On the Ground: The Vatican’s Nativity scene is a reminder that refugees’ struggles are like those of baby Jesus, the pope says
The life-sized figures of Mary and Joseph were to be expected. What drew the longest gaze from visitors to the Nativity scene on St. Peter’s Square this Christmas was the strange pile of crushed masonry in front of the stable.
The shattered stonework came from the cathedral in the central Italian town of Norcia and was retrieved after an earthquake struck Oct. 30 and wrecked the church.
A metal cross toppled from the peak of the cathedral that day. Placed next to the stones, it is a reminder not only of Norcia’s fate, but also of the many tremors that shook central Italy this year and claimed hundreds of lives.
When the church in Norcia is rebuilt, the cross will be placed back on the roof.
“The cross is a beautiful addition to the Nativity scene since it reminds us that we must never forget what happened in the mountains this year,” said Franco Montuschi, 69, a Roman who was visiting the scene.
If the display summed up a year of shocks, it also reflected Pope Francis’ talent for serving up strong symbols of the world’s troubles.
This Nativity was a twist on the usual tableau of the birth of Jesus. Designed by an artist from Malta and depicting village life on the Mediterranean island, it included fishermen and a typical Maltese fishing boat.
Inaugurating the scene this month, Francis said the boat was a reminder of the migrants who have risked their lives sailing across the Mediterranean to Europe from north Africa this year.
While more than 175,000 people made it across by December, 5,000 or so others died trying. It was the deadliest year for migrant crossings.
“The painful experience of these brothers and sisters reminds us of that baby Jesus, who could not find shelter, was born in a stable in Bethlehem and was later brought to Egypt to escape Herod’s threat,” the pope said.
Around the edge of the square, homeless people drawn to the Vatican by Francis’ offer of free haircuts and hot showers curled up against the cold in cardboard boxes. Tourists heading for the Nativity scene stepped gingerly around them.
Beside the Nativity stood an 82-foot fir tree felled in the Italian Dolomites, lifted onto a truck by an Italian army Chinook helicopter and driven into St. Peter’s Square one night.
The tradition of the tree alongside the Nativity scene in St. Peter’s dates to 1982, when Polish Pope John Paul II introduced them.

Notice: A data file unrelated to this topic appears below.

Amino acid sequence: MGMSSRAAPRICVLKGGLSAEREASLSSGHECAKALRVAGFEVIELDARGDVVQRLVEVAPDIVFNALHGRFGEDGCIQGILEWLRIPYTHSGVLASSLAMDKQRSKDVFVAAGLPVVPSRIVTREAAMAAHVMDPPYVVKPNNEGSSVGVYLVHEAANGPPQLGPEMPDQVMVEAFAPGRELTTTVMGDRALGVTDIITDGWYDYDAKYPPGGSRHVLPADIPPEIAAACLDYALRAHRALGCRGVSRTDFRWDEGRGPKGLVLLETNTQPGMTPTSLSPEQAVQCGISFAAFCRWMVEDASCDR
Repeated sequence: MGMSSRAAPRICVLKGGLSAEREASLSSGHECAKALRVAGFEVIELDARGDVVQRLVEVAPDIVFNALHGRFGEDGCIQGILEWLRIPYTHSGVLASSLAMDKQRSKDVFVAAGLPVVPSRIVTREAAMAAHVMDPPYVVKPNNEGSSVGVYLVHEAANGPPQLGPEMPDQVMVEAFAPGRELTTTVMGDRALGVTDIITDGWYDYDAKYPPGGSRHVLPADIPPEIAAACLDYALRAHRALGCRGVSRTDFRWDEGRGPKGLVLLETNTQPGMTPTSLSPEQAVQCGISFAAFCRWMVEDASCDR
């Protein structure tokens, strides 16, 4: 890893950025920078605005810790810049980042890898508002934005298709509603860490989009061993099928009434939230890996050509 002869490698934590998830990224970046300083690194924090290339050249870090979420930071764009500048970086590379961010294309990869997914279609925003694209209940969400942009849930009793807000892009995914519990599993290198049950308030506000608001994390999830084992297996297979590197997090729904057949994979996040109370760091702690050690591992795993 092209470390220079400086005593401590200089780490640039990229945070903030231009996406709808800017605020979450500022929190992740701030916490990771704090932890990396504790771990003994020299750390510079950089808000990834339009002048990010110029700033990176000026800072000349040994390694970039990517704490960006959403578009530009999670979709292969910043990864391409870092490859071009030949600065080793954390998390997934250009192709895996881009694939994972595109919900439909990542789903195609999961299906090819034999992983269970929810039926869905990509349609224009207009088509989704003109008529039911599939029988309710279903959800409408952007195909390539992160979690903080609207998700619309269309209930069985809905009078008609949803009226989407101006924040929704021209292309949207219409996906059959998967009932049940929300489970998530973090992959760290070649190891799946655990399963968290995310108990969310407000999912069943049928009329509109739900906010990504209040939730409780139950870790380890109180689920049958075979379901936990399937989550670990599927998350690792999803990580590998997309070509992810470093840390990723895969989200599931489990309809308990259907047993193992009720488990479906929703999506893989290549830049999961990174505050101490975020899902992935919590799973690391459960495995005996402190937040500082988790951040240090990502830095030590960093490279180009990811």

It is no surprise that it took a northern European pope to install a Christmas tree, which is not customary in the Mediterranean. What is curious, however, is that John Paul’s Italian predecessors had never set up a Nativity scene, since Italy goes crazy for them at Christmastime.
To understand that passion, a detour inside the Vatican’s walls is needed, beyond the Swiss guards at the gate, around the imposing marble rear of St. Peter’s Basilica and past the gasoline pump outside Francis’ residence.
Beyond that, close to the Vatican’s police station but before the department store, stands another Nativity scene, created by the Vatican gardeners — the first of many dotted around the gardens of the tiny city state.
Farther on, toward the retirement cottage of the former pope, Benedict, stands the headquarters of the Vatican’s governorate, which has a staff of 1,911. In the foyer sits an elaborate and enormous Nativity under a glass case.
“I have seen about a dozen large Nativity scenes set up by the various departments here at the Vatican,” said Giuseppe Puglisi-Alibrandi, the governorate lawyer who helped oversee the construction of the scene in St. Peter’s Square.
“Here at the governorate for example, the head of the purchasing department has two Nativity scenes in his office,” he said. “But then again, he is from near Naples.”
For centuries, artists from the southern city have been turning out intricately sculpted Nativity figures that are prized by collectors.
From a window of the governorate, Puglisi-Alibrandi pointed at a fir tree in the rolling gardens. “That was the first tree that went up in St. Peter’s in 1982,” he said. “It was replanted here after Christmas.”
These days, trees come from forests scheduled to be thinned out to protect against fire or disease, he said. “They are trees that are due to be cut down anyway,” he said. After Christmas, the trunks are given to charities to be turned into furniture or toys, and the branches are turned to sawdust and used as fertilizer in the Vatican gardens.
Kington is a special correspondent.
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